Progression of noncalcified and calcified coronary plaque by CT angiography in SLE

Aisha Khan, Armin Arbab-Zadeh, Adnan N. Kiani, Laurence S. Magder, Michelle Petri

Research output: Contribution to journalArticlepeer-review

Abstract

Premature coronary artery disease remains the major cause of late death in systemic lupus erythematosus (SLE). Coronary artery calcium (CAC) represents an advanced stage of atherosclerosis, whereas noncalcified coronary atherosclerotic plaque (NCP) typically is more prone to trigger acute coronary events. The aim of this study was to assess the stability of NCP over time and identify factors associated with changes in NCP in patients with SLE. CT coronary angiography and calcium scanning were performed at baseline and follow-up in thirty-six SLE patients. Duration between baseline and follow-up NCP assessment ranged from 2 to 8 years. CAC was quantified by the Agatston score and classified as none, low (1–99), moderate (100–299) or high calcium score (300 and above). NCP was quantified based on a previously validated score and classified as none, low (<0.5) or high (0.5+). SLE disease activity was quantified using the SELENA–SLEDAI and physician global assessment indices. To assess the association between quantitative clinical variables and changes in NCP, adjusting for time, we used linear regression models. The group of 36 SLE patients were 75% females, 75% Caucasians, 17% African-Americans, 8% other ethnicities. The mean age of patients was 46.6 years. For NCP, 17/36 (47%) of the patients switched qualitative NCP class (none, low, high) between baseline and follow-up, whereas for CAC only 3/35 (9%) switched qualitative class. Increasing years between assessments were associated with an increase in NCP (P = 0.038). The proportion of time on immunosuppressants was associated with a decrease in NCP (P = 0.06). Calcified coronary plaque levels remained relatively stable over a period of 2–8 years. Noncalcified coronary plaque levels were more variable. Use of immunosuppressive drugs appeared to be protective against noncalcified coronary plaque progression.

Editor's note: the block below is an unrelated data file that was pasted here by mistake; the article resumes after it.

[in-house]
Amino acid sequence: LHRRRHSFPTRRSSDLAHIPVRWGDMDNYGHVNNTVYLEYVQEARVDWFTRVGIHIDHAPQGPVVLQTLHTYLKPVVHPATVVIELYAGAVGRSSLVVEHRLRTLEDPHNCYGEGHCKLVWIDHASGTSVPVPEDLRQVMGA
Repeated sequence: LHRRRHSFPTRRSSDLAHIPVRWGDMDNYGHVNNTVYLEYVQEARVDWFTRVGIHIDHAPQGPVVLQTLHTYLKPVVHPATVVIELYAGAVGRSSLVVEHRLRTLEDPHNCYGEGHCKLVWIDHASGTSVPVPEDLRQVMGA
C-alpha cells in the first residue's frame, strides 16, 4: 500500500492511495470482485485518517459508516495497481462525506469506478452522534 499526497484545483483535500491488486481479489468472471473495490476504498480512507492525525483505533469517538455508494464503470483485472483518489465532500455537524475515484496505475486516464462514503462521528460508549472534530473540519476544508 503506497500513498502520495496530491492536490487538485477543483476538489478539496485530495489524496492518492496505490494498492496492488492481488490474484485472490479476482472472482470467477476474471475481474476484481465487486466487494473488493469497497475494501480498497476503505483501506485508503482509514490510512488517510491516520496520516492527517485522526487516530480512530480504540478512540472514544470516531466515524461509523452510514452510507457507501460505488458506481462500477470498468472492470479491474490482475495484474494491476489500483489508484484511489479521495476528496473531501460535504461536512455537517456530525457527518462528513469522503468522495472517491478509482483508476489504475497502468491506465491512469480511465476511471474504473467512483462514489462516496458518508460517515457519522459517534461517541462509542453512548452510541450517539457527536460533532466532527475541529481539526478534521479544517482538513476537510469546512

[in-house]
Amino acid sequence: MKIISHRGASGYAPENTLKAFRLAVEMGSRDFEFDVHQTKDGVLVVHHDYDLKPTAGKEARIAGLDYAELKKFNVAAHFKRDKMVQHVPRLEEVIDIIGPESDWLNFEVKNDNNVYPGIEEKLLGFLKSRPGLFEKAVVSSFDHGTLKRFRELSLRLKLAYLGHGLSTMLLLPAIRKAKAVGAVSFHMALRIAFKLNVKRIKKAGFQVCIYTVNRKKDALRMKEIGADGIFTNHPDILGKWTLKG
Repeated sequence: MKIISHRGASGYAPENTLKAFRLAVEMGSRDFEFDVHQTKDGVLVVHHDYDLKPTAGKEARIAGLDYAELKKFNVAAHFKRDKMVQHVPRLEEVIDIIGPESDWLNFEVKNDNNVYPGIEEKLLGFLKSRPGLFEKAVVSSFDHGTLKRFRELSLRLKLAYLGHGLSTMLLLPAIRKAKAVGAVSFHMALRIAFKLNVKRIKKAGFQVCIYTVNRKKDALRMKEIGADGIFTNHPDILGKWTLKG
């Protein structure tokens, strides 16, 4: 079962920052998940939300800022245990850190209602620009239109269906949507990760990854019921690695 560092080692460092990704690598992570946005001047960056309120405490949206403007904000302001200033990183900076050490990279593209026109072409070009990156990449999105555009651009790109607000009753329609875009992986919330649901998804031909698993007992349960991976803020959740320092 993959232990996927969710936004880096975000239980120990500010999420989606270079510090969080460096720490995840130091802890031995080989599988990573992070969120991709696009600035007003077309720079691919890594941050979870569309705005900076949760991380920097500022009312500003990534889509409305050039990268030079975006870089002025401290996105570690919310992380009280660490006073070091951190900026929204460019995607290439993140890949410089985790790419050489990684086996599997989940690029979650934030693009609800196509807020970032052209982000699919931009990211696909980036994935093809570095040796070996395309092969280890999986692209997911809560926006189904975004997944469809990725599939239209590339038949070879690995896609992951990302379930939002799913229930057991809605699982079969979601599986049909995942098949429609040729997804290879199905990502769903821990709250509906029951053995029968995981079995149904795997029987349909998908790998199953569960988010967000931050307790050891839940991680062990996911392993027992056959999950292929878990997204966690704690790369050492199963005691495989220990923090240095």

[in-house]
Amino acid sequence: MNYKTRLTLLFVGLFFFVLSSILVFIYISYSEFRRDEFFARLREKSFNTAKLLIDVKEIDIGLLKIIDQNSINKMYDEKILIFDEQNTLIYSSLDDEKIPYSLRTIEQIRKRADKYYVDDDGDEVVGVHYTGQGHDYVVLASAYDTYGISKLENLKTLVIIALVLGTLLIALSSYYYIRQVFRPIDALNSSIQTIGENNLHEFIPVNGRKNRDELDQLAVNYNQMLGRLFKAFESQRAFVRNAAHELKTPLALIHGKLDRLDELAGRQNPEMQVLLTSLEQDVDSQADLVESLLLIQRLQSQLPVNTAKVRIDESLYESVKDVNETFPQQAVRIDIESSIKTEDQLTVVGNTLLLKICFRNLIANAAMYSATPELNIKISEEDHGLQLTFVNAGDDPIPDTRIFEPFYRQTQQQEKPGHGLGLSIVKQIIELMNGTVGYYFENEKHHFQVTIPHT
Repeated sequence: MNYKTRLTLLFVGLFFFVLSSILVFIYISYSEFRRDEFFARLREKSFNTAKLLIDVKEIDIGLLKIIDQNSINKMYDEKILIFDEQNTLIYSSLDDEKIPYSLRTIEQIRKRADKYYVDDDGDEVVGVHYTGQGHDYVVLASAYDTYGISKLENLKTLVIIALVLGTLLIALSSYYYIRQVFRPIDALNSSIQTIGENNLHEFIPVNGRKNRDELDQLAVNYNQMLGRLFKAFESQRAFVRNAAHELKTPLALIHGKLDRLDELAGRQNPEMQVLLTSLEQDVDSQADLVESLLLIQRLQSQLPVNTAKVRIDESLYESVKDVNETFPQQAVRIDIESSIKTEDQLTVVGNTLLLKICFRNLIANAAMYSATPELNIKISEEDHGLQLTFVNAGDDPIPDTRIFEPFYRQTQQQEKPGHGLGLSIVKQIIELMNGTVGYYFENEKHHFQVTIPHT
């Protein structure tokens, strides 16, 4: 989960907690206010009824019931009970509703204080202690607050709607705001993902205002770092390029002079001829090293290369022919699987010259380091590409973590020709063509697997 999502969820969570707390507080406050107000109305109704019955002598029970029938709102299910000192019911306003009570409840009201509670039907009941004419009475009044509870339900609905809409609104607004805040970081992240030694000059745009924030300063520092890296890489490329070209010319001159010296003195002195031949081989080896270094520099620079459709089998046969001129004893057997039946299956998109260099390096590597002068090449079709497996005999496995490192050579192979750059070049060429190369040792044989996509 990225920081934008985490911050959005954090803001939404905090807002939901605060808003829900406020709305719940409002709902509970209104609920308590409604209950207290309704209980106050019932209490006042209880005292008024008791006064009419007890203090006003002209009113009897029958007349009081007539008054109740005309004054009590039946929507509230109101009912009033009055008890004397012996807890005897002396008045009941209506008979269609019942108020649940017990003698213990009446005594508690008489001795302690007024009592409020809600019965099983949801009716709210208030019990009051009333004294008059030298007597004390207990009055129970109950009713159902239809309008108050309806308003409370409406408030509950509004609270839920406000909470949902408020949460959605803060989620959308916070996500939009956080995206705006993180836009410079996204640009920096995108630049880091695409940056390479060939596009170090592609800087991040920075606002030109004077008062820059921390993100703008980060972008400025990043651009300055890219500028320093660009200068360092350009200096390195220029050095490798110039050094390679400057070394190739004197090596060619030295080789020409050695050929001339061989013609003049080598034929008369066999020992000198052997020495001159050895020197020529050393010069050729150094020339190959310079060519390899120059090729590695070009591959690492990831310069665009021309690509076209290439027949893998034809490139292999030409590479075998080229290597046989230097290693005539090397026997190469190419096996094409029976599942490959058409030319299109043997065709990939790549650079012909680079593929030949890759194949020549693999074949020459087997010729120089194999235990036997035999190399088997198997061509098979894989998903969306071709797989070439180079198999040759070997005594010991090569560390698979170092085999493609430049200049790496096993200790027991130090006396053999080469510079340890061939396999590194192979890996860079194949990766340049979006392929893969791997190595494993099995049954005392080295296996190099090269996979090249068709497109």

Original languageEnglish (US)
Pages (from-to)59-65
Number of pages7
JournalRheumatology International
Volume37
Issue number1
DOIs
StatePublished - Jan 1 2017

Keywords

  • Coronary plaque
  • Noncalcified coronary plaque
  • Systemic lupus erythematosus

ASJC Scopus subject areas

  • Rheumatology
  • Immunology and Allergy
  • Immunology

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